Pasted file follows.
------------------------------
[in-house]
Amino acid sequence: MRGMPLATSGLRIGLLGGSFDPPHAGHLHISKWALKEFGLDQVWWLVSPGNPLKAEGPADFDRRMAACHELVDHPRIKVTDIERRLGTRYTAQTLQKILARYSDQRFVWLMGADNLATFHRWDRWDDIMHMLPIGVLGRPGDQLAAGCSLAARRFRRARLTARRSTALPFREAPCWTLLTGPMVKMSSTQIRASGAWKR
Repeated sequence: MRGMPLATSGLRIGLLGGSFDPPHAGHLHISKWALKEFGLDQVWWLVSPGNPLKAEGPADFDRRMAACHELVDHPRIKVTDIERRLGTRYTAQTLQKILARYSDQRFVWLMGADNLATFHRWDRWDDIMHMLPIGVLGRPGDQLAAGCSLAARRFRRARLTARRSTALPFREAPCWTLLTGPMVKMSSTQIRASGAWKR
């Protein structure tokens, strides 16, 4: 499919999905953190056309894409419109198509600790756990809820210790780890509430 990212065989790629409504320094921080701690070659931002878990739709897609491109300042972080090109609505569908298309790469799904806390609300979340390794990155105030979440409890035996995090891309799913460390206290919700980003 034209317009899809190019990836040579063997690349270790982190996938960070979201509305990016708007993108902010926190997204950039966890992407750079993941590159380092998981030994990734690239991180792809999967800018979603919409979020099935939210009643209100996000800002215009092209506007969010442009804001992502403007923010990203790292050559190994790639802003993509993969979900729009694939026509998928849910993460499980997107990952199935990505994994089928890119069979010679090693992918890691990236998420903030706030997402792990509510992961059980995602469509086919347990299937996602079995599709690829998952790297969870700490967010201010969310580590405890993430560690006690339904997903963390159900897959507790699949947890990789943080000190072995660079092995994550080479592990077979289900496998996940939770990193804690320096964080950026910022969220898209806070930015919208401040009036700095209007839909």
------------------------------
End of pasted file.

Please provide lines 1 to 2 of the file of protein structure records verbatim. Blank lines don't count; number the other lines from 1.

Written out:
[in-house]
Amino acid sequence: MRGMPLATSGLRIGLLGGSFDPPHAGHLHISKWALKEFGLDQVWWLVSPGNPLKAEGPADFDRRMAACHELVDHPRIKVTDIERRLGTRYTAQTLQKILARYSDQRFVWLMGADNLATFHRWDRWDDIMHMLPIGVLGRPGDQLAAGCSLAARRFRRARLTARRSTALPFREAPCWTLLTGPMVKMSSTQIRASGAWKR